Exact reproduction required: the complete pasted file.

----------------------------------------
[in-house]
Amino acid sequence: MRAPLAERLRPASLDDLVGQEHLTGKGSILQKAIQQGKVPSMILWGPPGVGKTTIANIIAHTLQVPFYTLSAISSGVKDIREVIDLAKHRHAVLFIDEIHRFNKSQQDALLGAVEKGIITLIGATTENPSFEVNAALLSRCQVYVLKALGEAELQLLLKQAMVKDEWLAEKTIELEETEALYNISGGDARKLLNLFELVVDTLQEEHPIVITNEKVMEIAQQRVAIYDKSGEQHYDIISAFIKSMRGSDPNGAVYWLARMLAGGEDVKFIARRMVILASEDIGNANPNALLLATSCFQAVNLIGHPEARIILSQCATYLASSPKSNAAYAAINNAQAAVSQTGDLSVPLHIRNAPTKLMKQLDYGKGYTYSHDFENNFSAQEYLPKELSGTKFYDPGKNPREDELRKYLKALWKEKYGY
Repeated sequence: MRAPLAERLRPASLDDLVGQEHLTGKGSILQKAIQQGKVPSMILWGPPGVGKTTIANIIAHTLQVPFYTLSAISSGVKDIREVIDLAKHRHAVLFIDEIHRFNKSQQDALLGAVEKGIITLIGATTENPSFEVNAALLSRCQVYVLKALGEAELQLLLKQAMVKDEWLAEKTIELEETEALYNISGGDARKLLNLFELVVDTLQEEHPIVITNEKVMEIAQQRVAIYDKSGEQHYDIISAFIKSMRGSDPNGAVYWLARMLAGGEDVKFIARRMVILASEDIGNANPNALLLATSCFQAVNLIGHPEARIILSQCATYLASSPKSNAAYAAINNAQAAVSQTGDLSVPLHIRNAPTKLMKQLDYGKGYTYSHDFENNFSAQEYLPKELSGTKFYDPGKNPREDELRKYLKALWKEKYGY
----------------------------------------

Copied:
[in-house]
Amino acid sequence: MRAPLAERLRPASLDDLVGQEHLTGKGSILQKAIQQGKVPSMILWGPPGVGKTTIANIIAHTLQVPFYTLSAISSGVKDIREVIDLAKHRHAVLFIDEIHRFNKSQQDALLGAVEKGIITLIGATTENPSFEVNAALLSRCQVYVLKALGEAELQLLLKQAMVKDEWLAEKTIELEETEALYNISGGDARKLLNLFELVVDTLQEEHPIVITNEKVMEIAQQRVAIYDKSGEQHYDIISAFIKSMRGSDPNGAVYWLARMLAGGEDVKFIARRMVILASEDIGNANPNALLLATSCFQAVNLIGHPEARIILSQCATYLASSPKSNAAYAAINNAQAAVSQTGDLSVPLHIRNAPTKLMKQLDYGKGYTYSHDFENNFSAQEYLPKELSGTKFYDPGKNPREDELRKYLKALWKEKYGY
Repeated sequence: MRAPLAERLRPASLDDLVGQEHLTGKGSILQKAIQQGKVPSMILWGPPGVGKTTIANIIAHTLQVPFYTLSAISSGVKDIREVIDLAKHRHAVLFIDEIHRFNKSQQDALLGAVEKGIITLIGATTENPSFEVNAALLSRCQVYVLKALGEAELQLLLKQAMVKDEWLAEKTIELEETEALYNISGGDARKLLNLFELVVDTLQEEHPIVITNEKVMEIAQQRVAIYDKSGEQHYDIISAFIKSMRGSDPNGAVYWLARMLAGGEDVKFIARRMVILASEDIGNANPNALLLATSCFQAVNLIGHPEARIILSQCATYLASSPKSNAAYAAINNAQAAVSQTGDLSVPLHIRNAPTKLMKQLDYGKGYTYSHDFENNFSAQEYLPKELSGTKFYDPGKNPREDELRKYLKALWKEKYGY